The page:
Here’s a question a lot of homeowners are asking: If there is so much cheap natural gas floating around the United States, why aren’t people’s fuel bills falling?
The answer is that fuel is only part of the fuel bill. A lot of what homeowners pay goes to building new power lines or tending to aging gas pipelines. In one recent rate case, a utility got a rate increase to cover pension costs.
Moreover, electric utilities, burned by sudden natural gas price spikes last decade, have learned to spread out contract negotiations. For Pepco in the Washington, D.C. area, each year it bids for a third of the electricity it needs from power suppliers.
That smooths out changes in electricity prices, but it also delays the effect of lower prices.
‘‘In the contracts we’ve been receiving, we are seeing a reduction in the supply cost that is driving the energy portions of the bills down,’’ said Bill Gausman, senior vice president of strategic initiatives for Pepco Holdings. ‘‘Because we’re only bidding a third of our supplies, the impact is not as big.’’
Most electric utilities also rely on a variety of energy sources. Cheap natural gas, the result of new supplies of shale gas in the past four or five years, is moderating fuel prices. But it is just one part of the fuel cost that includes coal, nuclear, and renewables that go into a regional grid.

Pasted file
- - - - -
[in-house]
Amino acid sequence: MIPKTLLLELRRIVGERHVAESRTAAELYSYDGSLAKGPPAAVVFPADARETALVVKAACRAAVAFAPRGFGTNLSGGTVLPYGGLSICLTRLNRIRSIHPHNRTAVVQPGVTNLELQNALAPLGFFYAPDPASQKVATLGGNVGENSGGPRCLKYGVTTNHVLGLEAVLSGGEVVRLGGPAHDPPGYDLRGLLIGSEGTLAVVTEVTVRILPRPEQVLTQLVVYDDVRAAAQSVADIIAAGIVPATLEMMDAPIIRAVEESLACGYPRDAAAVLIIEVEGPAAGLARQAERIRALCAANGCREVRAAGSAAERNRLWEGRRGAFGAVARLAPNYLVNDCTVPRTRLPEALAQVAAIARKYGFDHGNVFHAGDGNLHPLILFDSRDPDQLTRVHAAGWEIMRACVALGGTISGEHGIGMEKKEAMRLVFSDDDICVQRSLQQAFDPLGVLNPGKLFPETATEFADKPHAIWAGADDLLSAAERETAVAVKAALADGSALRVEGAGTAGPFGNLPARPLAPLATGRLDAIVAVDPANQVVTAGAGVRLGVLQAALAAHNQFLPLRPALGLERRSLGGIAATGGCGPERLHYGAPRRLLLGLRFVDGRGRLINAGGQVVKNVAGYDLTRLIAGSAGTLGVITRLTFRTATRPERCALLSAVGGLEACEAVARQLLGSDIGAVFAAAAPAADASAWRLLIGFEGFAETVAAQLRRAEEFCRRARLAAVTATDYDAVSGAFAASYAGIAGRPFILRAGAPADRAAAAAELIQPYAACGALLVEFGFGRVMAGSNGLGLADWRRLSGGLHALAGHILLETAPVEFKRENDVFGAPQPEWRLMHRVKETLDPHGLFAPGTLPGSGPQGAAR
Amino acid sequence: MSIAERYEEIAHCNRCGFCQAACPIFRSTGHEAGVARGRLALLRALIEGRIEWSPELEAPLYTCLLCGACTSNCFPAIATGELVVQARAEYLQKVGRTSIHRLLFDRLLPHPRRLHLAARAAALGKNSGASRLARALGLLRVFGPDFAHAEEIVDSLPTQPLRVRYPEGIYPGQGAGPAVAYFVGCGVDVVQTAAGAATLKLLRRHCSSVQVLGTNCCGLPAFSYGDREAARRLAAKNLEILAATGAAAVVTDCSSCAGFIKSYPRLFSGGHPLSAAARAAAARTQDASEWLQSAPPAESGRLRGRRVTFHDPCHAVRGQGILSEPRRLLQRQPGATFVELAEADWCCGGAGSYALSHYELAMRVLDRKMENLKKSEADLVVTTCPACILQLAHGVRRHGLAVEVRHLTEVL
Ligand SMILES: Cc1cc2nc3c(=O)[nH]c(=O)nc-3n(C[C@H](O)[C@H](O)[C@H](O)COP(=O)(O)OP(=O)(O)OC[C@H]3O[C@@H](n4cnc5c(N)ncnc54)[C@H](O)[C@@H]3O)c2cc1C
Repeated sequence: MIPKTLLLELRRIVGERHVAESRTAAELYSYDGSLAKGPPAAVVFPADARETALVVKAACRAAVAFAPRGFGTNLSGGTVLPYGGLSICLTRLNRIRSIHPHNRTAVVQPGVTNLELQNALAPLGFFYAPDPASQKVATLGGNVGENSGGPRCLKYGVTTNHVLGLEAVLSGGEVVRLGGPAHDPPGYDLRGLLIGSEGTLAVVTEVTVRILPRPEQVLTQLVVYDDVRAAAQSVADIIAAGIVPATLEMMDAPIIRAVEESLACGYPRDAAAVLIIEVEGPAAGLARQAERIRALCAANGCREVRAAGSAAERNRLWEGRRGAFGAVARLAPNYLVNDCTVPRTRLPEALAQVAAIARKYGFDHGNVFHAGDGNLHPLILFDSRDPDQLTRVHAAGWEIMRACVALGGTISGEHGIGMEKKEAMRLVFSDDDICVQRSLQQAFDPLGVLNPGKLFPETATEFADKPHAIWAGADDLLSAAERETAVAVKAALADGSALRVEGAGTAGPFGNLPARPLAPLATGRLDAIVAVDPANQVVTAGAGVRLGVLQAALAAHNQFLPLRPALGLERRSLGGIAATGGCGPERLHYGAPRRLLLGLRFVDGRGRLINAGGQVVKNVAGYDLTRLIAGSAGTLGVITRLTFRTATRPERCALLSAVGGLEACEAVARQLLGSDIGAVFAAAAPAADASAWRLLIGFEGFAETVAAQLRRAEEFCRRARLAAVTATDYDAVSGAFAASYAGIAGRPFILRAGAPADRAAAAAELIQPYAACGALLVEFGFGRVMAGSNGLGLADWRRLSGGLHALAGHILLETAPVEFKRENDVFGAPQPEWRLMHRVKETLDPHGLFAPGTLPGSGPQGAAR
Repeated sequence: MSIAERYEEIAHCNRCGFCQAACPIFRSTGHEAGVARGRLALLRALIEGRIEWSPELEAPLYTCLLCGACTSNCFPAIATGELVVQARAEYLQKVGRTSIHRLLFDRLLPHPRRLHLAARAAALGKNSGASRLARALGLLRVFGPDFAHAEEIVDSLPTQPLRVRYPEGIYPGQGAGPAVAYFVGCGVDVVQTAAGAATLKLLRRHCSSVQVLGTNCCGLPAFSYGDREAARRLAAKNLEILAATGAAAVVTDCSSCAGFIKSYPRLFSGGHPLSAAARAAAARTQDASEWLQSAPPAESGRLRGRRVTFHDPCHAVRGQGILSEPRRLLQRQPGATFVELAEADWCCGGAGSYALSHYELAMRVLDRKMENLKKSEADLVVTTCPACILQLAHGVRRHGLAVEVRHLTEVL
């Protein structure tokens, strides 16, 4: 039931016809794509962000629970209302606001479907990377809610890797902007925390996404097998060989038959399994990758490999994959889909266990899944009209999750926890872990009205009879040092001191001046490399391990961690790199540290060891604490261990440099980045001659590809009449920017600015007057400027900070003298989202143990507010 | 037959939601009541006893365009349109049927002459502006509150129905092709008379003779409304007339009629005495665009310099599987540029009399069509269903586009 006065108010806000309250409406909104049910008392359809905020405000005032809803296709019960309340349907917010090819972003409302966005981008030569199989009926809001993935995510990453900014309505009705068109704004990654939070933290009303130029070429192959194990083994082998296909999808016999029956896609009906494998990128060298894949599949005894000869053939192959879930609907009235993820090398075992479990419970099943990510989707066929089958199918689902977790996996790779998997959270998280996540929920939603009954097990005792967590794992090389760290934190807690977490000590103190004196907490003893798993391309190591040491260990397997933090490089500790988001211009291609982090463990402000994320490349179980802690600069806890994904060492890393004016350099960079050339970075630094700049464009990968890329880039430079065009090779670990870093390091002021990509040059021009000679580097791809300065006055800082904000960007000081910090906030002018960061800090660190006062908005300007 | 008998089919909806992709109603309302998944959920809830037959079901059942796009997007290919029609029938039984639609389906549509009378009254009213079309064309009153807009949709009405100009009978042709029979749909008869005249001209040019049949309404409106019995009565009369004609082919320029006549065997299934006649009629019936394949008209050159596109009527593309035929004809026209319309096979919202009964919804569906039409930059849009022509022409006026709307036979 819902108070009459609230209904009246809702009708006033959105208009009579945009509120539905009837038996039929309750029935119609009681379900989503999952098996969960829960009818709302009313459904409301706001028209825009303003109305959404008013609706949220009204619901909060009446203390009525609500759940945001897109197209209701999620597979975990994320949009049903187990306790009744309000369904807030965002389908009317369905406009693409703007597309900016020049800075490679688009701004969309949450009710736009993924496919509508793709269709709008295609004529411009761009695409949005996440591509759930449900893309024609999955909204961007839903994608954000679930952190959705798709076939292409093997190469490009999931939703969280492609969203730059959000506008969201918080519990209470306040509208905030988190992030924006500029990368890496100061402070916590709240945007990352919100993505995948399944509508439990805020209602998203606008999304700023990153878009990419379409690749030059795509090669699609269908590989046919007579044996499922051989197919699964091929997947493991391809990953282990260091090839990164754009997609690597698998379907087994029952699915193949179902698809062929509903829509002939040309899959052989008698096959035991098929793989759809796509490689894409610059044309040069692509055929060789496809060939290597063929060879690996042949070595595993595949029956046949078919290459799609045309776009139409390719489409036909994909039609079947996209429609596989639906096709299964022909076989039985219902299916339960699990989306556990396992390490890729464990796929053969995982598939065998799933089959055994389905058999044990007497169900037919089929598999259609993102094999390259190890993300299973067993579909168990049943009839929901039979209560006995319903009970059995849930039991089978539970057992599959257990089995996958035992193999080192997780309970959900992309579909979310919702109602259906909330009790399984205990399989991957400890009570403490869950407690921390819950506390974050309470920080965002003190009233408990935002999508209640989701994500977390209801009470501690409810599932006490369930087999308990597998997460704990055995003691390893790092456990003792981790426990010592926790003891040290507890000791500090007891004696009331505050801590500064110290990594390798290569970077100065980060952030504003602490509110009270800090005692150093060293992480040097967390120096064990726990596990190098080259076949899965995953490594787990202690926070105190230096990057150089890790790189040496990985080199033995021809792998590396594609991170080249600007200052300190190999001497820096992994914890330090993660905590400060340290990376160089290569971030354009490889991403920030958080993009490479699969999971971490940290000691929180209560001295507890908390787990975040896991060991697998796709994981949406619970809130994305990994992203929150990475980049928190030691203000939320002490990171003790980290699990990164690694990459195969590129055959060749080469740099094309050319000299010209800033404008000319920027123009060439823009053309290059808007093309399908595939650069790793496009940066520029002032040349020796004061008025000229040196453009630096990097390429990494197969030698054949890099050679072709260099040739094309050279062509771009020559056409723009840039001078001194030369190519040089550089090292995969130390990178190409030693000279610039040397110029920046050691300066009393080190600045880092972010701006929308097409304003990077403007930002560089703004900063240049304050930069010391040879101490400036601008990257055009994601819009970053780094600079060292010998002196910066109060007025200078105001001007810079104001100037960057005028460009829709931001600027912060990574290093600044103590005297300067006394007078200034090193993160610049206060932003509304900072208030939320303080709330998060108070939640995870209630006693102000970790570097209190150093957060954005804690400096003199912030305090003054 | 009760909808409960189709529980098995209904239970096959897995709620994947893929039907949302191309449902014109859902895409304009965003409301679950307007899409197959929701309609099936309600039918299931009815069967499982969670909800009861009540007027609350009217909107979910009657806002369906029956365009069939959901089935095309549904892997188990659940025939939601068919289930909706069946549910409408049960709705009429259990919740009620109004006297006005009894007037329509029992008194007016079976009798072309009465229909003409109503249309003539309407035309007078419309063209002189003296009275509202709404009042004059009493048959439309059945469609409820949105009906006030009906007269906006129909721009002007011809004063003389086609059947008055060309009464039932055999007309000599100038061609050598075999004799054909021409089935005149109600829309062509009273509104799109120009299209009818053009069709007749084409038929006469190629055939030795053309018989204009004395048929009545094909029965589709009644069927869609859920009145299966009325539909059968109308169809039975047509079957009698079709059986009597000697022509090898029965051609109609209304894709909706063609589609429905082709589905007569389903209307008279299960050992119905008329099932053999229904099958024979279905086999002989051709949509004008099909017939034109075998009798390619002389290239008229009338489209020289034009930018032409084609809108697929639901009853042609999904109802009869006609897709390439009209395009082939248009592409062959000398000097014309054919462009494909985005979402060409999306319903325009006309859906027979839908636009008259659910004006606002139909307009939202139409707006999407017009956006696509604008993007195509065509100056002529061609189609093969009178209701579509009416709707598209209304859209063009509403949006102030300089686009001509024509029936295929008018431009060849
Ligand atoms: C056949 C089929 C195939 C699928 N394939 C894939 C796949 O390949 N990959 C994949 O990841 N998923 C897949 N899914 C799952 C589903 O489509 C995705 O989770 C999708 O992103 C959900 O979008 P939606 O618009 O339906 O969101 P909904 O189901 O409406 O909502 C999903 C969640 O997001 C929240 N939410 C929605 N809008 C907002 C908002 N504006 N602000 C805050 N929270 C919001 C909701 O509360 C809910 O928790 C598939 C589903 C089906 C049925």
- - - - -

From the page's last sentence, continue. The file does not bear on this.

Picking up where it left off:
Pepco says 72.2 percent of the typical electricity bill in the District of Columbia is made up of fuel costs, while distribution eats up 19.2 percent; transmission, 2.2 percent; and surcharges and taxes, 6.4 percent.
A lot of what homeowners pay goes to building new power lines or tending to aging gas pipelines.
Customers of gas utilities are getting some benefits from the low natural gas prices.
‘‘You’re not seeing the same unaffordable bills people were opening up four or five years ago,’’ said Tyler Slocum, an energy expert at Public Citizen. ‘‘It was just astronomical. You’re not seeing that level.’’Steven Mufson writes for the Washington Post.